CHARLESTON, W.Va. -- Interviews with rescuers who helped find and pull bodies from West Virginia's Upper Big Branch mine last year suggest some of them question who was in charge during the chaotic early hours after the explosion -- Massey Energy Co. or the federal government.
So do relatives of at least two of the 29 men who died in the nation's worst coal mining disaster since 1970.
The interviews show ill-equipped Massey executives Chris Blanchard and Jason Whitehead charged deep into the mine just after the blast. So did two fully equipped and trained Massey mine rescue teams. And at least early on, even government mine rescue teams assumed Massey Chief Operating Officer Chris Adkins was directing the search for victims.
Blanchard and Whitehead stayed inside the mine despite concerns raised by two federal Mine Safety and Health Administration officials who testified they felt the executives were creating confusion underground by ignoring rescue protocols and creating footprints in the dust that could throw off the searchers.
That behavior is "the way Massey has been all along -- above the law,'' said Gary Quarles, whose son Gary Wayne died in the April 5, 2010, explosion. "Blanchard and Whitehead, they just thought they didn't have to answer to nobody, that they could go and do what they wanted to do.''
Quarles said Wednesday he's read only seven transcripts so far, but they're enough to raise questions about why MSHA didn't take over and order the executives out.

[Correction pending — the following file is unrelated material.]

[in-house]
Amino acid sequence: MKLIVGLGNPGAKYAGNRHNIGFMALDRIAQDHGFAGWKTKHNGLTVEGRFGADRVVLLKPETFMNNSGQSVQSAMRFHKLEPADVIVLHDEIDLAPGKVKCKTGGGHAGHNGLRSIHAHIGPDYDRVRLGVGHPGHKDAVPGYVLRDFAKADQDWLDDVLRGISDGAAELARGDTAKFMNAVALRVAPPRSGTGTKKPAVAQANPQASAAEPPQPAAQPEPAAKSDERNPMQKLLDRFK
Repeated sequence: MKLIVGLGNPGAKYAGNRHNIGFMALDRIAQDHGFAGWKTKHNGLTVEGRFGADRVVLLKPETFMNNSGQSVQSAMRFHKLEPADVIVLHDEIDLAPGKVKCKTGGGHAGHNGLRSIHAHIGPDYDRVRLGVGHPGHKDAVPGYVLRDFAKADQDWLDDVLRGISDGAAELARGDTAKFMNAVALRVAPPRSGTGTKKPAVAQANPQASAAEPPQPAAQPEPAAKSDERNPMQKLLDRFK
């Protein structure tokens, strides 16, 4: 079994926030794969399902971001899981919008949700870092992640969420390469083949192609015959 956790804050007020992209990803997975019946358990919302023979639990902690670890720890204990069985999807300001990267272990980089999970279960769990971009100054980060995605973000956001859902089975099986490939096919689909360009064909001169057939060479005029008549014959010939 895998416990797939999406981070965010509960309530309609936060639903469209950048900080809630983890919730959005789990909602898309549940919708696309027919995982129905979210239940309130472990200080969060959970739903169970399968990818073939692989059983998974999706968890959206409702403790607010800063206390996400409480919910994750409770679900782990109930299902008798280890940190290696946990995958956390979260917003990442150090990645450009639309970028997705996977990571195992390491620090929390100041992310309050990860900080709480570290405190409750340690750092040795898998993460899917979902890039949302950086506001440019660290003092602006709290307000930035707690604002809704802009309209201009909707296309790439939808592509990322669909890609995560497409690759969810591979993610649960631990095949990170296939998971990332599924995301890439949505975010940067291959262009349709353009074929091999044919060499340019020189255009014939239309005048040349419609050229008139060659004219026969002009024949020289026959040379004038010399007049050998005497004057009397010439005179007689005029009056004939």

"They were acting on their own,'' he said, "and didn't care what MSHA and the state had to say.''
Clay Mullins, whose brother Rex died in the blast, called the company's actions "typical Massey.''
"My impression is that Massey took control of everything down there that night,'' he said. "It looked to me like they just pushed MSHA to the side and did what they wanted to do. They didn't want to have backup rescue teams or anything.''
Officials from Massey and MSHA did not immediately respond to requests for comment Wednesday.
It is unclear whether Blanchard, president of the mining subsidiary that managed Upper Big Branch, and Whitehead, then director of underground performance, have talked with investigators. Massey has said they were merely trying to save the lives of their men.
But in some of thousands of pages of documents released this week, it's clear the Massey executives weren't the only ones who knowingly broke the established rules of mine rescue, charging into the hellish blast scene without permission, sufficient equipment or backup in what turned out to be a vain attempt to save others.
Other rescue team members defend their actions as the natural impulse of a coal miner to help a fallen comrade.
"If you had people in there, and it was your mine and your friends or your workers, you'd probably go in, too, as far as you could go reasonably without endangering yourself,'' MSHA rescuer Virgil Brown told investigators.
But MSHA's Jerry Cook, who was barred from helping with the search after an initial clash with Massey executives, told investigators their presence only made things worse.
"You know, it's bad enough to try to find 29 people, you don't need to have 40 more to look for,'' he said, adding that Blanchard and Whitehead could have ended up doing something to change the environment underground.